Targeting a potassium channel/syntaxin interaction ameliorates cell death in ischemic stroke

Chung Yang Yeh, Ashlyn M. Bulas, Aubin Moutal, Jami L. Saloman, Karen A. Hartnett, Charles T. Anderson, Thanos Tzounopoulos, Dandan Sun, Rajesh Khanna, Elias Aizenman

Research output: Contribution to journalArticlepeer-review


The voltage-gated K + channel Kv2.1 has been intimately linked with neuronal apoptosis. After ischemic, oxidative, or inflammatory insults, Kv2.1 mediates a pronounced, delayed enhancement of K + efflux, generating an optimal intracellular environment for caspase and nuclease activity, key components of programmed cell death. This apoptosis-enabling mechanism is initiated via Zn 2+-dependent dual phosphorylation of Kv2.1, increasing the interaction between the channel's intracellular C-terminus domain and the SNARE (soluble N-ethylmaleimide-sensitive factor activating protein receptor) protein syntaxin 1A. Subsequently, an upregulation of de novo channel insertion into the plasma membrane leads to the critical enhancement of K + efflux in damaged neurons. Here, we investigated whether a strategy designed to interfere with the cell death-facilitating properties of Kv2.1, specifically its interaction with syntaxin 1A, could lead to neuroprotection following ischemic injury in vivo The minimal syntaxin 1A-binding sequence of Kv2.1 C terminus (C1aB) was first identified via a far-Western peptide screen and used to create a protherapeutic product by conjugating C1aB to a cell-penetrating domain. The resulting peptide (TAT-C1aB) suppressed enhanced whole-cell K + currents produced by a mutated form of Kv2.1 mimicking apoptosis in a mammalian expression system, and protected cortical neurons from slow excitotoxic injury in vitro, without influencing NMDA-induced intracellular calcium responses. Importantly, intraperitoneal administration of TAT-C1aB in mice following transient middle cerebral artery occlusion significantly reduced ischemic stroke damage and improved neurological outcome. These results provide strong evidence that targeting the proapoptotic function of Kv2.1 is an effective and highly promising neuroprotective strategy. SIGNIFICANCE STATEMENT Kv2.1 is a critical regulator of apoptosis in central neurons. It has not been determined, however, whether the cell death-enabling function of this K + channel can be selectively targeted to improve neuronal survival following injury in vivo The experiments presented here demonstrate that the cell death-specific role of Kv2.1 can be uniquely modulated to provide neuroprotection in an animal model of acute ischemic stroke. We thus reveal a novel therapeutic strategy for neurological disorders that are accompanied by Kv2.1-facilitated forms of cell death.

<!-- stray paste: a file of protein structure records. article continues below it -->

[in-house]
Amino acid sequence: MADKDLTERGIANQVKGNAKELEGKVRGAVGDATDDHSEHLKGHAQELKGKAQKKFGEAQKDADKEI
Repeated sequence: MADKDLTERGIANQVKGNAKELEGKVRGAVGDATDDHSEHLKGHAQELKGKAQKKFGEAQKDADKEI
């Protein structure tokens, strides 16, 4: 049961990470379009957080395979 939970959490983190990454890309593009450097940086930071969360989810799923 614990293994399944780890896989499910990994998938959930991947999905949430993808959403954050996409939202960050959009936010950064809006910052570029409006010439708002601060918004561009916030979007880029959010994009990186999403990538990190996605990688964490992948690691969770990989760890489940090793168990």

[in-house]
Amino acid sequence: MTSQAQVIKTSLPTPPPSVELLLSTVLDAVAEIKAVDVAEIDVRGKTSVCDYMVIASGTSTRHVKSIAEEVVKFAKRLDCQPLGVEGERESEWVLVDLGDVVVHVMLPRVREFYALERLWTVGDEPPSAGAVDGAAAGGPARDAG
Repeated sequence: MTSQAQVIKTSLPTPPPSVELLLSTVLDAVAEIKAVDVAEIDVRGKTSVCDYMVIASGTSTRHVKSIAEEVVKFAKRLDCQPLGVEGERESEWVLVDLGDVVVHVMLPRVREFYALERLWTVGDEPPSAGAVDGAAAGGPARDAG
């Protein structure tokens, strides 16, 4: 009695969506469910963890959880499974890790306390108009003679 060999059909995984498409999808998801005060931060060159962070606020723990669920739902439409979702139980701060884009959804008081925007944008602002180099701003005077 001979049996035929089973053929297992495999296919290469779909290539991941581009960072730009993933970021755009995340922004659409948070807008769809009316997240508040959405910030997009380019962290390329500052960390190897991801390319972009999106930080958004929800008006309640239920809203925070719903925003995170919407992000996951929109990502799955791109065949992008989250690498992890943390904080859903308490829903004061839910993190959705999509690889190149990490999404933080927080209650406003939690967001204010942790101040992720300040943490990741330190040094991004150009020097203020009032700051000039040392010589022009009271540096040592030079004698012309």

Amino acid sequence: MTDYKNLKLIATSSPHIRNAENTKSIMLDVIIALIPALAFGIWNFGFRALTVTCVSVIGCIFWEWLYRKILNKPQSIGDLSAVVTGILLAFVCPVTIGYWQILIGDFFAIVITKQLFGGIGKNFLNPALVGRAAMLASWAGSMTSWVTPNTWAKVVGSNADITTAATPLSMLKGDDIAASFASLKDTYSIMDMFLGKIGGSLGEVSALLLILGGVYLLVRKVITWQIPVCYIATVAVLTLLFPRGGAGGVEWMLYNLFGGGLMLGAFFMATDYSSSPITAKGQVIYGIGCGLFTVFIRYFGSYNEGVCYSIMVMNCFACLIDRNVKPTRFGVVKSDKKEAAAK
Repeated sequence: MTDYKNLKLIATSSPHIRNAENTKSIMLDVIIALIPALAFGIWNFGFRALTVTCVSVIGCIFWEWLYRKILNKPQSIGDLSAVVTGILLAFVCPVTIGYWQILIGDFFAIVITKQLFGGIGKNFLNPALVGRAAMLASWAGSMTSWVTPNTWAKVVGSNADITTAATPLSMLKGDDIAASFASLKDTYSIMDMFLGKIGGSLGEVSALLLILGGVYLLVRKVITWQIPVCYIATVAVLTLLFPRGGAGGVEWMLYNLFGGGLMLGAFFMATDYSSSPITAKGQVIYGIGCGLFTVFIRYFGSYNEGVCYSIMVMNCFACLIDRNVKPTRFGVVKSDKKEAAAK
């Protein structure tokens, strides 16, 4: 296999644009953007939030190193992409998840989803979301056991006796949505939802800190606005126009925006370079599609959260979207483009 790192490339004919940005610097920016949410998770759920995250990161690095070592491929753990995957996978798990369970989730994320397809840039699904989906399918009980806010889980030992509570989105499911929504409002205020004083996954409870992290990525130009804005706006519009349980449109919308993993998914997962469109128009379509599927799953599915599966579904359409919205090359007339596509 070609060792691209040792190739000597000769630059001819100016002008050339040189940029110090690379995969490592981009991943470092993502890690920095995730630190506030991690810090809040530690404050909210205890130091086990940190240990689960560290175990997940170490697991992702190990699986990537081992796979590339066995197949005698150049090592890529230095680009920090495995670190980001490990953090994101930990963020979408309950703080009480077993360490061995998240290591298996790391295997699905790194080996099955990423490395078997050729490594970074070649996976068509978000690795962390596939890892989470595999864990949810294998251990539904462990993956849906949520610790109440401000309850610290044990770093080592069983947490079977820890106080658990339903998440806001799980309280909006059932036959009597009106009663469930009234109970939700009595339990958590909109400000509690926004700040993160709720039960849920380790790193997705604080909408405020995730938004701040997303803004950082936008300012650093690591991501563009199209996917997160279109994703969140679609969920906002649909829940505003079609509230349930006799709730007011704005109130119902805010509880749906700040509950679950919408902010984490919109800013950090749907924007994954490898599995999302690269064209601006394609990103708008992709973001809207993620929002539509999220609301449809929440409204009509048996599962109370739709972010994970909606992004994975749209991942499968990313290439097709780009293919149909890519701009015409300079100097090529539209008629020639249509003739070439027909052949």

Original languageEnglish (US)
Pages (from-to)5648-5658
Number of pages11
JournalJournal of Neuroscience
Issue number23
StatePublished - Jun 7 2017


  • Apoptosis
  • Ischemia
  • Neuroprotection
  • Potassium channel
  • Syntaxin
  • Zinc
  • Neuroprotective Agents/administration & dosage
  • Apoptosis/drug effects
  • Cells, Cultured
  • Rats
  • Male
  • Potassium Channel Blockers/administration & dosage
  • Treatment Outcome
  • Stroke/drug therapy
  • Kv1.2 Potassium Channel/antagonists & inhibitors
  • Animals
  • Qa-SNARE Proteins/antagonists & inhibitors
  • Female
  • Drug Delivery Systems/methods

ASJC Scopus subject areas

  • General Neuroscience


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